According to the audited financial statement (download PDF) released Monday, total revenues for 2010 were $121.1 million, up 18.1% from 2009’s $104.3 million.
Revenue growth last year was just over half that of the 34% increase Mozilla touted for 2009. This was the second annual report in a row that Mozilla did not disclose the individual amounts it received from its search partners.
Instead, in a FAQ tied to the report, Mozilla repeated nearly word for word a line it used last year: “The majority of Mozilla’s revenue continues to be generated from the search functionality included in our Mozilla’s Firefox product through all major search partners including Google, Bing, Yahoo, Yandex, Amazon, eBay and others.”
Historically, Google has accounted for most of Mozilla’s search royalties. In 2008, Google’s payments made up 88% of the total. That reliance on a rival often raises questions about Mozilla’s income stability, especially with Mozilla’s contract with Google expiring next month. Nevertheless…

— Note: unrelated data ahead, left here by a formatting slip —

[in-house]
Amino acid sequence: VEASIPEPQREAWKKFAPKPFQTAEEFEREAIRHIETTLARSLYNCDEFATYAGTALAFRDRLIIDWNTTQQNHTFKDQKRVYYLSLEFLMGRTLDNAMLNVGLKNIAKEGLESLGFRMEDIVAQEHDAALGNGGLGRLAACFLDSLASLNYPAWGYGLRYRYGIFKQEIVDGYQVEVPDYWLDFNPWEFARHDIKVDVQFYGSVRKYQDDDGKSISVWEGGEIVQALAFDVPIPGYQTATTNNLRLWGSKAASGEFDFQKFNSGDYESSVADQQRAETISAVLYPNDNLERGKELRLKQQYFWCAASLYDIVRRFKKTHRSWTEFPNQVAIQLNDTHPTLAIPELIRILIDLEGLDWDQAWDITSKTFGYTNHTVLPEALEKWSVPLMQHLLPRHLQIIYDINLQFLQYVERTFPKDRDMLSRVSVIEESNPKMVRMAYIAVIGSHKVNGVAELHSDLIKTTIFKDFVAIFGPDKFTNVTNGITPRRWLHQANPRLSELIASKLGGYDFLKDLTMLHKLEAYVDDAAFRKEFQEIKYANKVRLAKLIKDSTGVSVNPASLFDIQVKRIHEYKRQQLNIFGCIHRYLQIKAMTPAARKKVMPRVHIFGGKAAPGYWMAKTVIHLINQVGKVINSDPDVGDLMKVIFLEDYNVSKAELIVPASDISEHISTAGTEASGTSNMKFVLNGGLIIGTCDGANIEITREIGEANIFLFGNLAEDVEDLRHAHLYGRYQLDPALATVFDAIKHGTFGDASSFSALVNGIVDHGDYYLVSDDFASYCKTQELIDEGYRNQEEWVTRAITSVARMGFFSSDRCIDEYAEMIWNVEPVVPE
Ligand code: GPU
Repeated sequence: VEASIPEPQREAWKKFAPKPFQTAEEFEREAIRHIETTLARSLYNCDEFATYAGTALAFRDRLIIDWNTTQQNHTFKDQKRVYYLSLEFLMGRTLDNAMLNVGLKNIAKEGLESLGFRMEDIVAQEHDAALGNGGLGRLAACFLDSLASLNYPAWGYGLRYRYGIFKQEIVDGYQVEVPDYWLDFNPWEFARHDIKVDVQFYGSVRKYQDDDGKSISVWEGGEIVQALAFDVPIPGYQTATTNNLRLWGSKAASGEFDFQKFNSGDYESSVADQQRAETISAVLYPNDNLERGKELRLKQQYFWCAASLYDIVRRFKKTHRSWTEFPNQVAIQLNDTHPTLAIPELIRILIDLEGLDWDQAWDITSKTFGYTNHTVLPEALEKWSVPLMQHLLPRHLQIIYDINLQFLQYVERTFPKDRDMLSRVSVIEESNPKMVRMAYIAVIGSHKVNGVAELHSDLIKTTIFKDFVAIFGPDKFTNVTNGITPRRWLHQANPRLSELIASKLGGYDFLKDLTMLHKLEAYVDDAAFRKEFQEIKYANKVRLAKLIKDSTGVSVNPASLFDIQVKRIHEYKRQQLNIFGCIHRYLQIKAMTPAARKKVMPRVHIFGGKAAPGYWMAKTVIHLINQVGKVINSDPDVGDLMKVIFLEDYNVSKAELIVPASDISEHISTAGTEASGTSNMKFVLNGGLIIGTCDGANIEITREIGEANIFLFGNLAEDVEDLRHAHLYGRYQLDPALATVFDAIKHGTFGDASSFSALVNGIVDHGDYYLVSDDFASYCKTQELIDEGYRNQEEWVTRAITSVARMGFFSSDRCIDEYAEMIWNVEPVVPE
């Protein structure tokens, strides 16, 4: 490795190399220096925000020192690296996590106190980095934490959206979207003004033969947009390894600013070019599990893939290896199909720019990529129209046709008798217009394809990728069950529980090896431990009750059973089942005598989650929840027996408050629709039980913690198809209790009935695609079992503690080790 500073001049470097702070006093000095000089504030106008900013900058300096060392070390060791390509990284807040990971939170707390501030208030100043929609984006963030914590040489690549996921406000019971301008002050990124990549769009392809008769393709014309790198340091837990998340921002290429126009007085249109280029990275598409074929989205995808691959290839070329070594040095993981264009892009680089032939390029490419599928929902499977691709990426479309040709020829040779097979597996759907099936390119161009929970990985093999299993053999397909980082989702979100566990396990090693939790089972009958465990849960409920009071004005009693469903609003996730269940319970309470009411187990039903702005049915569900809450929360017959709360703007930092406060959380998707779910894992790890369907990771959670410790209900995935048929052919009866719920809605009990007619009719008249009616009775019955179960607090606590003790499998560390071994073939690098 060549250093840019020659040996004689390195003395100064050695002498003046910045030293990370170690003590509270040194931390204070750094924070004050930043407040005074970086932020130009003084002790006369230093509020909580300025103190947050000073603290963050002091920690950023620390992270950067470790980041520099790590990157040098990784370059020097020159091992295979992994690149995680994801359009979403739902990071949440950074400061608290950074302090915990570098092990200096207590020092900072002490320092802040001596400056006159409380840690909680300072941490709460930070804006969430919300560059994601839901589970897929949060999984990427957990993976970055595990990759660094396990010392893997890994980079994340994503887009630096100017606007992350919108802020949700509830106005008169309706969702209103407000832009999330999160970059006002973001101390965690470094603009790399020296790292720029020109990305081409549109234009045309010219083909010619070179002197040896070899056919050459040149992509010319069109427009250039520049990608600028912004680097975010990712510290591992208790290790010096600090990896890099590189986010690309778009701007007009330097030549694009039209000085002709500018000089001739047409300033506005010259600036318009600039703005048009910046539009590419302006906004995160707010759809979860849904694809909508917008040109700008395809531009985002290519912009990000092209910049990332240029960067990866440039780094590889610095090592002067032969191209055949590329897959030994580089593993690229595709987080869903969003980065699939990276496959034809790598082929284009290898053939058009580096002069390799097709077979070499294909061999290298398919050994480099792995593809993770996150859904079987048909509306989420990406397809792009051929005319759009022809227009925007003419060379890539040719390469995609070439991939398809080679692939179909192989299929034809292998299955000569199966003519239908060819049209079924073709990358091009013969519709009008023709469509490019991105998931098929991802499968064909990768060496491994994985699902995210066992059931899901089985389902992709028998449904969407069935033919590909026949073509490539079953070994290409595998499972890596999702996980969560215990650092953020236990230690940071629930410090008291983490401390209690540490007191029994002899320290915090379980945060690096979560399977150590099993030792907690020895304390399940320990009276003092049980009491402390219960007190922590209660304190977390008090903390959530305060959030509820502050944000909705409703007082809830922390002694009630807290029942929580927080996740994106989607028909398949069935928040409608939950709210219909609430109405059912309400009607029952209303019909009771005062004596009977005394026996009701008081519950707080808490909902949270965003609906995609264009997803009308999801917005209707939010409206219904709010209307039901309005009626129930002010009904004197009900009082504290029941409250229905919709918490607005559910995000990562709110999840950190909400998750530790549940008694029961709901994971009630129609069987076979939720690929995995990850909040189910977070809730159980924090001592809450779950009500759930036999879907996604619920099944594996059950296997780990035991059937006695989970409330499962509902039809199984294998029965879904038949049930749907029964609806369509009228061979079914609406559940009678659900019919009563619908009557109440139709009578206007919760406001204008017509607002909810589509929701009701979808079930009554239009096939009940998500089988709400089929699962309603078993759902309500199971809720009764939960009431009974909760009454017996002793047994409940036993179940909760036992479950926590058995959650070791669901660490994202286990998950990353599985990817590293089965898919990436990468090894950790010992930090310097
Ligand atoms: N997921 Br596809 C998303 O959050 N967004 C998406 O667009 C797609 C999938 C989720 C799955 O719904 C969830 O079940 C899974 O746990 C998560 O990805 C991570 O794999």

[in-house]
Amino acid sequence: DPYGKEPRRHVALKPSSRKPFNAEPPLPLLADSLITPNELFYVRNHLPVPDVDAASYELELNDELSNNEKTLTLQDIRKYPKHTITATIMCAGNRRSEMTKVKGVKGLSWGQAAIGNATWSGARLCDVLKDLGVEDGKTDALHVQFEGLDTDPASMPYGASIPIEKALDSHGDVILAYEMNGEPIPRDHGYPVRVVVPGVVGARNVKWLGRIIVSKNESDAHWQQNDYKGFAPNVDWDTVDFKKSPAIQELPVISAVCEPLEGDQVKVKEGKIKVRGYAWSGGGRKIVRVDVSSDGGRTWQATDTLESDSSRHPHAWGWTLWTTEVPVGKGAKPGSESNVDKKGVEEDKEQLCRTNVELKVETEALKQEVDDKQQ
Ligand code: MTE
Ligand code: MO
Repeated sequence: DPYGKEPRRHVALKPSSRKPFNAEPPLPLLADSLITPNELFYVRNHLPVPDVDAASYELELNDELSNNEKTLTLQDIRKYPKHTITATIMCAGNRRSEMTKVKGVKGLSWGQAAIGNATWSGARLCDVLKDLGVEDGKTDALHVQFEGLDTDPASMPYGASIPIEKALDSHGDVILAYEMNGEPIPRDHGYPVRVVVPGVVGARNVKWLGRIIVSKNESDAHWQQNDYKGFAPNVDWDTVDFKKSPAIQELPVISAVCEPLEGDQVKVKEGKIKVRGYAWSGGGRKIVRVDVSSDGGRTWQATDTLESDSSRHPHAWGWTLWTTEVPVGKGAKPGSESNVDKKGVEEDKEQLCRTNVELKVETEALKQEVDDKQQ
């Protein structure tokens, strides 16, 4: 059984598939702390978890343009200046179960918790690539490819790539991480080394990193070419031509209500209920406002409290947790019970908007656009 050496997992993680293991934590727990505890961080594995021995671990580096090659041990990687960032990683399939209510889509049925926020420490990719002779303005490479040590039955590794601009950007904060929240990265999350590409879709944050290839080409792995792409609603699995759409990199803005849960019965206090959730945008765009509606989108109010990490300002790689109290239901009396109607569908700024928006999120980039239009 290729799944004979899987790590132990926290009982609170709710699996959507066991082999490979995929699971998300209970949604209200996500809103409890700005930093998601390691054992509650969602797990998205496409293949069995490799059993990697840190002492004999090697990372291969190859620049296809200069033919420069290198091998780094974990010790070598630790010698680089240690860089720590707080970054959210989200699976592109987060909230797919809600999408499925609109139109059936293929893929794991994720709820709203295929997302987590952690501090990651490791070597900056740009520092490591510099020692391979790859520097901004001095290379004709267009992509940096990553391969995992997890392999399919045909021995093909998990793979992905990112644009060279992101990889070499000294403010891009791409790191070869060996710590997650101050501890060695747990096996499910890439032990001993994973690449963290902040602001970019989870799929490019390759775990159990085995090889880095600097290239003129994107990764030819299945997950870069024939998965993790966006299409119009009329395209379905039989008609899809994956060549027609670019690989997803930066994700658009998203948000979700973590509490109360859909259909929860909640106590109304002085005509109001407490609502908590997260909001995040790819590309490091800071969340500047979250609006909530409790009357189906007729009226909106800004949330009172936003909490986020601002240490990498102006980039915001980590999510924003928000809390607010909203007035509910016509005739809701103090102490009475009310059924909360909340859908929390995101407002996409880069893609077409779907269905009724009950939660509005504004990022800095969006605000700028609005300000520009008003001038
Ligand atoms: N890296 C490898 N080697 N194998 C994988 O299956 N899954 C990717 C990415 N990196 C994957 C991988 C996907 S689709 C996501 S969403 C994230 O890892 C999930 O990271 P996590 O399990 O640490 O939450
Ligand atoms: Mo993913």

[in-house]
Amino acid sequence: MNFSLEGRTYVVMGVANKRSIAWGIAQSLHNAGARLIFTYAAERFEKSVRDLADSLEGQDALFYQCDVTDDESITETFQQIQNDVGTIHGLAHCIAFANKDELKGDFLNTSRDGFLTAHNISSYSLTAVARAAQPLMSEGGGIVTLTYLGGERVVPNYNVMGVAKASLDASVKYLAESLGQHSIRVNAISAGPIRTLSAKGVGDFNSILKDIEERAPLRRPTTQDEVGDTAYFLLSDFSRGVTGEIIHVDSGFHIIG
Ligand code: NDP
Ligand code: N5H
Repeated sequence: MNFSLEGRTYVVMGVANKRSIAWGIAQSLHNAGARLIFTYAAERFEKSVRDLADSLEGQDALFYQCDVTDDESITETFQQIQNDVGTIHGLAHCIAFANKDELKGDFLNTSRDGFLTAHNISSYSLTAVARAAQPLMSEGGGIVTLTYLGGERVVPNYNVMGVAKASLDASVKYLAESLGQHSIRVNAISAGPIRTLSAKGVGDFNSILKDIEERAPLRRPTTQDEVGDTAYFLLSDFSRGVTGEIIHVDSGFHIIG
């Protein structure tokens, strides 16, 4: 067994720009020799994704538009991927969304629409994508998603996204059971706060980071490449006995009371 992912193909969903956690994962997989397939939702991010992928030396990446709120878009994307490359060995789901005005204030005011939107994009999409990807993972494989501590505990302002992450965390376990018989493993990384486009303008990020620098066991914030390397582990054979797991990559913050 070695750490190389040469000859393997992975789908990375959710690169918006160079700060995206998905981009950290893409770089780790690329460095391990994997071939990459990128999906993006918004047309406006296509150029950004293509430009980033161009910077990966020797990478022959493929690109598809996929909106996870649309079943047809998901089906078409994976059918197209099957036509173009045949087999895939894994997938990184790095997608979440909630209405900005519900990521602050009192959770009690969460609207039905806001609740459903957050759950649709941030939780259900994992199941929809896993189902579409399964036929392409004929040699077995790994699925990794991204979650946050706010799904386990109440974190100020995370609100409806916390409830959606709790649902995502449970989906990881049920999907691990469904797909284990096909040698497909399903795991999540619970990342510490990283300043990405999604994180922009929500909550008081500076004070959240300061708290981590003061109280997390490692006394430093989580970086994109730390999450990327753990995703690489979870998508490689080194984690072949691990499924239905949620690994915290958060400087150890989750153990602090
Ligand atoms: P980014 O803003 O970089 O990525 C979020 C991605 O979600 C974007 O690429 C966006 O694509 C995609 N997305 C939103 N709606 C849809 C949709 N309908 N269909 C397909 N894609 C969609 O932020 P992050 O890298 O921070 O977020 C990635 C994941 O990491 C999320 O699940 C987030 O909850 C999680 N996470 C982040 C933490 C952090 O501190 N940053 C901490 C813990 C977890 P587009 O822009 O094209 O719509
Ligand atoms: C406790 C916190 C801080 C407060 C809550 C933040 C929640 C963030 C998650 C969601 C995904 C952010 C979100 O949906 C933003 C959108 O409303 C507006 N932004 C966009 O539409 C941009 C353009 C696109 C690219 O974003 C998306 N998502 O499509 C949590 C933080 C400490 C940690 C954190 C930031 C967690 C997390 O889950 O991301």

These contracts are based on access to users who might be exposed to Google through the browser and Firefox still has a significant share that is worthwhile to pay for. I don’t see the value for Google to abandon that crowd because doing so is not going to help Chrome gain any more traction. – Al Hilwa, an analyst with IDC
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Being passionate about software, Armin joined FavBrowser.com in early 2011 and has been actively writing ever since. Having accepted the challenge, he also enjoys watching anime, indulging in good books, staying fit and healthy, and trying new things.